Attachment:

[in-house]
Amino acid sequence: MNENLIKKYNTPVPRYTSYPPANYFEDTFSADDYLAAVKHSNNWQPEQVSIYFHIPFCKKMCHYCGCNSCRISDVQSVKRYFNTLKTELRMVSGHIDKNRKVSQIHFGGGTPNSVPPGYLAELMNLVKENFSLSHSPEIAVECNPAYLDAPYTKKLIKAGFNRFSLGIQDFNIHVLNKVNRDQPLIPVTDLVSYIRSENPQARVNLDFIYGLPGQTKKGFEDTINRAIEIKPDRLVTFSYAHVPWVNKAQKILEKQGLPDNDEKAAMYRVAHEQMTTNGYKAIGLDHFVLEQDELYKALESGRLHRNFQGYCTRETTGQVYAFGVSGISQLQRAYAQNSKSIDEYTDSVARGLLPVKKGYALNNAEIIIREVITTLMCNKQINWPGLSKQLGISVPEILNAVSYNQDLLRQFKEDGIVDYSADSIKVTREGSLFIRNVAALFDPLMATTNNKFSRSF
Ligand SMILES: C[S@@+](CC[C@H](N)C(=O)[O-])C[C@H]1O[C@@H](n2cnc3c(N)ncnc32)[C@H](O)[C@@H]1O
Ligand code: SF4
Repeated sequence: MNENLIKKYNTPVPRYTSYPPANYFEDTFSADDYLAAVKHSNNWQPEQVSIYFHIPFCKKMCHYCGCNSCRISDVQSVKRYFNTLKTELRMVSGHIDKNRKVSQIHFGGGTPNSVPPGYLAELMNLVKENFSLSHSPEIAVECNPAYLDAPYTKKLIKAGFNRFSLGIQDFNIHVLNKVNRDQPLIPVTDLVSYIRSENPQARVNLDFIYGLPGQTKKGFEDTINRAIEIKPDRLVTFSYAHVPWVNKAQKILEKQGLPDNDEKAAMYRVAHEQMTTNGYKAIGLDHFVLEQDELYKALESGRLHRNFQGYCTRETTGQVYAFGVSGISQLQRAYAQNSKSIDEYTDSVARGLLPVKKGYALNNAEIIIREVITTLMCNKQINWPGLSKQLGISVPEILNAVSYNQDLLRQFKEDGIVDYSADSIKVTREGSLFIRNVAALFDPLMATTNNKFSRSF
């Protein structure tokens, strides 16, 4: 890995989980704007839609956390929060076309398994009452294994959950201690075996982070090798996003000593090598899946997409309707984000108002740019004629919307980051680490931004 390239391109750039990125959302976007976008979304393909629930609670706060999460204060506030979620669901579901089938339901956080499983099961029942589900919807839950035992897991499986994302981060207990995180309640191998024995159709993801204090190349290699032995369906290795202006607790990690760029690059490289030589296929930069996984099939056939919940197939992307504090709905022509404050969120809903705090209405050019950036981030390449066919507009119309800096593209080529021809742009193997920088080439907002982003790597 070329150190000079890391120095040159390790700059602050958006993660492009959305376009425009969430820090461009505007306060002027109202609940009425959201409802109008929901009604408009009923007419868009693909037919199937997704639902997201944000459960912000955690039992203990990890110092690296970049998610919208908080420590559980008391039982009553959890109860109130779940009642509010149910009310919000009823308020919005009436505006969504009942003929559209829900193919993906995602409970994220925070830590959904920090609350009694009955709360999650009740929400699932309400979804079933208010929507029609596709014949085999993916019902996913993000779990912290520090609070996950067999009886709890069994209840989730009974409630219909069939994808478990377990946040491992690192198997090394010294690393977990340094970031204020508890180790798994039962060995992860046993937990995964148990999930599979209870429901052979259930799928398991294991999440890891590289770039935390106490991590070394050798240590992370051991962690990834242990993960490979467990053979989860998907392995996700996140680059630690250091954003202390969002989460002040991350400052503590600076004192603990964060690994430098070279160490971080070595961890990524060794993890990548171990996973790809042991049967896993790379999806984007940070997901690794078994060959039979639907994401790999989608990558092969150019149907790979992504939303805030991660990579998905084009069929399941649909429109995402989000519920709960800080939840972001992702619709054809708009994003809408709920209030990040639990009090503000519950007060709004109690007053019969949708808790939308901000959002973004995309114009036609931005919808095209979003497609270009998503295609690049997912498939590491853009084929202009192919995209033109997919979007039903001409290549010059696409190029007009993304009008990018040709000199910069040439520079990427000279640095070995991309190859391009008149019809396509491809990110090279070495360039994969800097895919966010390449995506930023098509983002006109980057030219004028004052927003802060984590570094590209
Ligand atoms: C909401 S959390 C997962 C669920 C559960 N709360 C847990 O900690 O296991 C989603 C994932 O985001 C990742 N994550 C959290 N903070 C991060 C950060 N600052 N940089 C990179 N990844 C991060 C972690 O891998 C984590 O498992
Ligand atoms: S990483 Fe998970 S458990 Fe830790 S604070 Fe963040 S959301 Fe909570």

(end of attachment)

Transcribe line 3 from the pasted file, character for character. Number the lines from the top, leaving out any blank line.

Ligand SMILES: C[S@@+](CC[C@H](N)C(=O)[O-])C[C@H]1O[C@@H](n2cnc3c(N)ncnc32)[C@H](O)[C@@H]1O